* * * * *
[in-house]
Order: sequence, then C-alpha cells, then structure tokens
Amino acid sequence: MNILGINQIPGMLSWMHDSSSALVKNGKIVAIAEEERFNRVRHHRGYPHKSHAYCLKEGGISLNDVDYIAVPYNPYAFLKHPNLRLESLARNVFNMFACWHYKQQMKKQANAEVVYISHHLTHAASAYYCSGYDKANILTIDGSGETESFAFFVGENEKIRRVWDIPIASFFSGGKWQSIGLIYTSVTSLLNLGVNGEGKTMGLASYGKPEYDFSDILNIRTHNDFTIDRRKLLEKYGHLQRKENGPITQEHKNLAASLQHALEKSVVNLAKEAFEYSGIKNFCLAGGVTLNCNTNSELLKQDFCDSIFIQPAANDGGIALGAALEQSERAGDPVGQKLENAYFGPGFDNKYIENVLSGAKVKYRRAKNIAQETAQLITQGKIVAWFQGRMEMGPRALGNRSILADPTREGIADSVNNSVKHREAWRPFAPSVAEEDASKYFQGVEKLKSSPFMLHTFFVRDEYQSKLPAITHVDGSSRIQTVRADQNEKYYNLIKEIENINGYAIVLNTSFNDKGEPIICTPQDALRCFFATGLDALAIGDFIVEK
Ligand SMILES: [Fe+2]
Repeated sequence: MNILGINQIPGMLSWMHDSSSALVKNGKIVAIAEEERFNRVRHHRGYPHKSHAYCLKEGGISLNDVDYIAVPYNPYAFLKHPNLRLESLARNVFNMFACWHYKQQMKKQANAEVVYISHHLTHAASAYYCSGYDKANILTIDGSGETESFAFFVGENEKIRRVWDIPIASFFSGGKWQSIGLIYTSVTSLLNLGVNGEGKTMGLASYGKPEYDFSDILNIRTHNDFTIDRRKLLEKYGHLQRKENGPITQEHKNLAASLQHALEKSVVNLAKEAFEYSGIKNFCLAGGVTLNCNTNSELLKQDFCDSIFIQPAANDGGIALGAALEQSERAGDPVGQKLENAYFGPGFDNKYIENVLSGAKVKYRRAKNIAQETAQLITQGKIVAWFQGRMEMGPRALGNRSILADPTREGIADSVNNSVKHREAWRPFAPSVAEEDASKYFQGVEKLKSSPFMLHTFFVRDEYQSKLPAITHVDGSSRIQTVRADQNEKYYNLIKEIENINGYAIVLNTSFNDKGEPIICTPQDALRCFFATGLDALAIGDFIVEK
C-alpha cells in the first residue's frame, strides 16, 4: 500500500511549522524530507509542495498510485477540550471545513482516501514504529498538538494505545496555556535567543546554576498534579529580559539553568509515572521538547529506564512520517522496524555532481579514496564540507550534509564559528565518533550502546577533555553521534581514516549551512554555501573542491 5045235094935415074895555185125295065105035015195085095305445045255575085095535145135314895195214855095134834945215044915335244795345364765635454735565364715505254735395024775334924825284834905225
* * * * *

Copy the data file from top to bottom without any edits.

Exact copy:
[in-house]
Order: sequence, then C-alpha cells, then structure tokens
Amino acid sequence: MNILGINQIPGMLSWMHDSSSALVKNGKIVAIAEEERFNRVRHHRGYPHKSHAYCLKEGGISLNDVDYIAVPYNPYAFLKHPNLRLESLARNVFNMFACWHYKQQMKKQANAEVVYISHHLTHAASAYYCSGYDKANILTIDGSGETESFAFFVGENEKIRRVWDIPIASFFSGGKWQSIGLIYTSVTSLLNLGVNGEGKTMGLASYGKPEYDFSDILNIRTHNDFTIDRRKLLEKYGHLQRKENGPITQEHKNLAASLQHALEKSVVNLAKEAFEYSGIKNFCLAGGVTLNCNTNSELLKQDFCDSIFIQPAANDGGIALGAALEQSERAGDPVGQKLENAYFGPGFDNKYIENVLSGAKVKYRRAKNIAQETAQLITQGKIVAWFQGRMEMGPRALGNRSILADPTREGIADSVNNSVKHREAWRPFAPSVAEEDASKYFQGVEKLKSSPFMLHTFFVRDEYQSKLPAITHVDGSSRIQTVRADQNEKYYNLIKEIENINGYAIVLNTSFNDKGEPIICTPQDALRCFFATGLDALAIGDFIVEK
Ligand SMILES: [Fe+2]
Repeated sequence: MNILGINQIPGMLSWMHDSSSALVKNGKIVAIAEEERFNRVRHHRGYPHKSHAYCLKEGGISLNDVDYIAVPYNPYAFLKHPNLRLESLARNVFNMFACWHYKQQMKKQANAEVVYISHHLTHAASAYYCSGYDKANILTIDGSGETESFAFFVGENEKIRRVWDIPIASFFSGGKWQSIGLIYTSVTSLLNLGVNGEGKTMGLASYGKPEYDFSDILNIRTHNDFTIDRRKLLEKYGHLQRKENGPITQEHKNLAASLQHALEKSVVNLAKEAFEYSGIKNFCLAGGVTLNCNTNSELLKQDFCDSIFIQPAANDGGIALGAALEQSERAGDPVGQKLENAYFGPGFDNKYIENVLSGAKVKYRRAKNIAQETAQLITQGKIVAWFQGRMEMGPRALGNRSILADPTREGIADSVNNSVKHREAWRPFAPSVAEEDASKYFQGVEKLKSSPFMLHTFFVRDEYQSKLPAITHVDGSSRIQTVRADQNEKYYNLIKEIENINGYAIVLNTSFNDKGEPIICTPQDALRCFFATGLDALAIGDFIVEK
C-alpha cells in the first residue's frame, strides 16, 4: 500500500511549522524530507509542495498510485477540550471545513482516501514504529498538538494505545496555556535567543546554576498534579529580559539553568509515572521538547529506564512520517522496524555532481579514496564540507550534509564559528565518533550502546577533555553521534581514516549551512554555501573542491 5045235094935415074895555185125295065105035015195085095305445045255575085095535145135314895195214855095134834945215044915335244795345364765635454735565364715505254735395024775334924825284834905225